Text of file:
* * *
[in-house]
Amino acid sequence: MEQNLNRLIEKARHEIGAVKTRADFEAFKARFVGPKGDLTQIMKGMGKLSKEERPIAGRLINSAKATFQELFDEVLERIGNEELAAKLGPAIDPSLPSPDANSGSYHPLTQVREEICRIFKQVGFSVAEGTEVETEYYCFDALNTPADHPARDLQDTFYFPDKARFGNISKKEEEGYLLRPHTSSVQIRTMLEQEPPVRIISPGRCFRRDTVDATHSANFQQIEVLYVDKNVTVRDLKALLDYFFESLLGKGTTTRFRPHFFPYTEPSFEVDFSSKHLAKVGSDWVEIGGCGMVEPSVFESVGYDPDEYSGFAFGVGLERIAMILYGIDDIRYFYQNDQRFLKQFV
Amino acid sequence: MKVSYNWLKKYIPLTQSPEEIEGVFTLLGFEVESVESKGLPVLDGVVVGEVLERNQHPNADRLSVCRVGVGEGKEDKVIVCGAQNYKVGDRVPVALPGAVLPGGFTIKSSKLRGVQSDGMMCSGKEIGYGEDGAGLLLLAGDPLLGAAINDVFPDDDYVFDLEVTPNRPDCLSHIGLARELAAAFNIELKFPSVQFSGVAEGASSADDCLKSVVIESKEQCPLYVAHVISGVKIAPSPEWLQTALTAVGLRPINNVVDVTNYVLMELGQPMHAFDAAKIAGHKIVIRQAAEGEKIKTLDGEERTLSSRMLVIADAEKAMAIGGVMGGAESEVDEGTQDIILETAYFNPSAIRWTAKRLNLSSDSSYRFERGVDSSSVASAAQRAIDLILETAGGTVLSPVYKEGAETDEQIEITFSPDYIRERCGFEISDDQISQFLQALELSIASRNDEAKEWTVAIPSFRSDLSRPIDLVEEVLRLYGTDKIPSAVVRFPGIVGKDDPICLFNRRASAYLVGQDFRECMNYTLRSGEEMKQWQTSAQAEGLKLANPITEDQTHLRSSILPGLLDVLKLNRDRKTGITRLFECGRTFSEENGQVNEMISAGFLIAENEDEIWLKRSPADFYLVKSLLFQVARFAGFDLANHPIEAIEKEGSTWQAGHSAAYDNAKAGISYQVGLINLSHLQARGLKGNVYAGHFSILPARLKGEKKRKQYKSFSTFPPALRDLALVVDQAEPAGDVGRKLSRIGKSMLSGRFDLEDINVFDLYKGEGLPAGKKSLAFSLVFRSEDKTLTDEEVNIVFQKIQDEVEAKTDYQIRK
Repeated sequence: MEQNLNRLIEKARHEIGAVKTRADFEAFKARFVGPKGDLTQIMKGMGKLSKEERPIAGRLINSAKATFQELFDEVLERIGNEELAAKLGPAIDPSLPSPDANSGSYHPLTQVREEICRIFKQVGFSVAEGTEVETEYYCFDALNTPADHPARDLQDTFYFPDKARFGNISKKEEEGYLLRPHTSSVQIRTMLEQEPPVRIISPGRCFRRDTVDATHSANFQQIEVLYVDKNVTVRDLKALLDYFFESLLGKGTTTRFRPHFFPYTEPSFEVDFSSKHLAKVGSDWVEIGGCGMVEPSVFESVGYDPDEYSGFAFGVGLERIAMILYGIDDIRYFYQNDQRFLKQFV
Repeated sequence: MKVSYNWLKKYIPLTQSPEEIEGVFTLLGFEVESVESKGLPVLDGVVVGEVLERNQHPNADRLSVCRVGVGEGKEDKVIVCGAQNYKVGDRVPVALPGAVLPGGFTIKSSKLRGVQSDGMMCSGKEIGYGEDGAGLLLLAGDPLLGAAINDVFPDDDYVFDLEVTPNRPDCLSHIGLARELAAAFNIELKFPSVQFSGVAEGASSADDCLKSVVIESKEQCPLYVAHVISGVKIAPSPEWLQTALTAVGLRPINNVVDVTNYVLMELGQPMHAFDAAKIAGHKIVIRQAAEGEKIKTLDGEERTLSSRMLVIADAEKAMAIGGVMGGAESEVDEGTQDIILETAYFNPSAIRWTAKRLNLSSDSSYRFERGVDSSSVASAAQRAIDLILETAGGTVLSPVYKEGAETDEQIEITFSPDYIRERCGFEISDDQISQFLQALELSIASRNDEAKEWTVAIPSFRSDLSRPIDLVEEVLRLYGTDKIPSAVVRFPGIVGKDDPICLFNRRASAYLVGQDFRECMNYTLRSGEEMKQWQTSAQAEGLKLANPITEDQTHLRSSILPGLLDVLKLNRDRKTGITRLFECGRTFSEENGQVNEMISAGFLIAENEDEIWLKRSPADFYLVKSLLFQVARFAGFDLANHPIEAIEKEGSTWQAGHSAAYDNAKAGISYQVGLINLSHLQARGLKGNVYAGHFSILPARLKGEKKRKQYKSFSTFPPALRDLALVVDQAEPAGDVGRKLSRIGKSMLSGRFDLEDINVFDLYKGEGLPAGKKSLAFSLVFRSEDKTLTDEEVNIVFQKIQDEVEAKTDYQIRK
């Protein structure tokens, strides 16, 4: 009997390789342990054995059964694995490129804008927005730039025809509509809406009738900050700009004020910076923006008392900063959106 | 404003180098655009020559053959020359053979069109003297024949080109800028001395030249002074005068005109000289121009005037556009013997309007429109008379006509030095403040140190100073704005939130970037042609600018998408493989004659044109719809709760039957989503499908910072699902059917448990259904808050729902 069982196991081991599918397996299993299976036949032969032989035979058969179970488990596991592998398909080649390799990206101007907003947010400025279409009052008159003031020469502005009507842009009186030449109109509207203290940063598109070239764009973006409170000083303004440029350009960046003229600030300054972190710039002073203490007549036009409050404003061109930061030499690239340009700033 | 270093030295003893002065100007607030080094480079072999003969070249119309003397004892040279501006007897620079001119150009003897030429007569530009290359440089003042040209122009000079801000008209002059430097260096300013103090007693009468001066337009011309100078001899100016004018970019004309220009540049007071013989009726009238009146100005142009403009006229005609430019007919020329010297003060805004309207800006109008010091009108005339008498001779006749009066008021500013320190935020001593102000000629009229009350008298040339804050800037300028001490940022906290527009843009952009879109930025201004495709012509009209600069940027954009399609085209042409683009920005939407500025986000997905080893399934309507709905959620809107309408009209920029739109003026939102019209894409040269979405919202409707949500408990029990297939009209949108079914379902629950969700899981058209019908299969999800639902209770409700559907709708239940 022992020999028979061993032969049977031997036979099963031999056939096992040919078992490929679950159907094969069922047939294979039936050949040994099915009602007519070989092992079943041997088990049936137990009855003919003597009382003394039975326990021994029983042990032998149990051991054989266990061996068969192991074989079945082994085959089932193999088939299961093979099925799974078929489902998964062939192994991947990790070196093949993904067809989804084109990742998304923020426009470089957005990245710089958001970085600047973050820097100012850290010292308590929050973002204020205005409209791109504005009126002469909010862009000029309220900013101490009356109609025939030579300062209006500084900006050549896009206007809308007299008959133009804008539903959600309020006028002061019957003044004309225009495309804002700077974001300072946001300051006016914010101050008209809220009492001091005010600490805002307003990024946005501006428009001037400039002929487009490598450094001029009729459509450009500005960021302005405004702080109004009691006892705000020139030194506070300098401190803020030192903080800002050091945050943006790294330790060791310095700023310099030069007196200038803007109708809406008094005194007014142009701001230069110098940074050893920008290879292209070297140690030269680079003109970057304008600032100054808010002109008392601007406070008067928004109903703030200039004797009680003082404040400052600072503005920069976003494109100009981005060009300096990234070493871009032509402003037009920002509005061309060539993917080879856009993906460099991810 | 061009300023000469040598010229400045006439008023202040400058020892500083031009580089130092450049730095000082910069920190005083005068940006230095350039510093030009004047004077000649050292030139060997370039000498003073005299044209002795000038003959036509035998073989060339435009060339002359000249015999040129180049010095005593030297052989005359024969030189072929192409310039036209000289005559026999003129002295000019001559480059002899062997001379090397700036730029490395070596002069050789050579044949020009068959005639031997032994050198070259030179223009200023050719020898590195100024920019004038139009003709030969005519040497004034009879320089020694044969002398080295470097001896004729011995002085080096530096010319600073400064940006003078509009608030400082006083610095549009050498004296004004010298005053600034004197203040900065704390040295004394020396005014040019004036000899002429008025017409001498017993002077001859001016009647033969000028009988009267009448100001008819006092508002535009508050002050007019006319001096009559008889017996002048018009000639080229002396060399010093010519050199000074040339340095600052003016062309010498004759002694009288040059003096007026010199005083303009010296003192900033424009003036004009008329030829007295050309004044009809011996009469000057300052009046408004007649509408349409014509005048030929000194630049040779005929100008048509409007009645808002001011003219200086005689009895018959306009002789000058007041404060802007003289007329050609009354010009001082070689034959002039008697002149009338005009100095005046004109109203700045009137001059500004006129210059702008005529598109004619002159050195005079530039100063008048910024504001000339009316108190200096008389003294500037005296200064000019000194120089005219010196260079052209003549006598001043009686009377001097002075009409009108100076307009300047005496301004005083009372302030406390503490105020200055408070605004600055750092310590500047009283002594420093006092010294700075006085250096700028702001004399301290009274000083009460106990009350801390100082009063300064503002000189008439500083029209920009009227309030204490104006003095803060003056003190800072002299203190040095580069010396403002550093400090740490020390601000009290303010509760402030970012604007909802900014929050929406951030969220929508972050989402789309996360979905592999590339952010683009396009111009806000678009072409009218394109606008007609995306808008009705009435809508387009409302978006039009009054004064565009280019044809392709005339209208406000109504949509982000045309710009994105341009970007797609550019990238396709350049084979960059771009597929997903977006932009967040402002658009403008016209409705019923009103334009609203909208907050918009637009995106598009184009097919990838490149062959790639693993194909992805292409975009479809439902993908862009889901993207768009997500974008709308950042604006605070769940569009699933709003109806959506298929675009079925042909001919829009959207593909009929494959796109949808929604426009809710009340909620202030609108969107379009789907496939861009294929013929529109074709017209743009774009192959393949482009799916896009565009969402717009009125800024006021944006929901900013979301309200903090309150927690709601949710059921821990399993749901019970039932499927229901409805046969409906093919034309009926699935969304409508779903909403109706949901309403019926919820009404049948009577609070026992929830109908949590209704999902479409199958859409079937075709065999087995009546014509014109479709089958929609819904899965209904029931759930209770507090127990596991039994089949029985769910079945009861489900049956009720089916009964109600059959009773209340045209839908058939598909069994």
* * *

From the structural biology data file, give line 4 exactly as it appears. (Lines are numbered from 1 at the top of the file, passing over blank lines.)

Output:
Repeated sequence: MEQNLNRLIEKARHEIGAVKTRADFEAFKARFVGPKGDLTQIMKGMGKLSKEERPIAGRLINSAKATFQELFDEVLERIGNEELAAKLGPAIDPSLPSPDANSGSYHPLTQVREEICRIFKQVGFSVAEGTEVETEYYCFDALNTPADHPARDLQDTFYFPDKARFGNISKKEEEGYLLRPHTSSVQIRTMLEQEPPVRIISPGRCFRRDTVDATHSANFQQIEVLYVDKNVTVRDLKALLDYFFESLLGKGTTTRFRPHFFPYTEPSFEVDFSSKHLAKVGSDWVEIGGCGMVEPSVFESVGYDPDEYSGFAFGVGLERIAMILYGIDDIRYFYQNDQRFLKQFV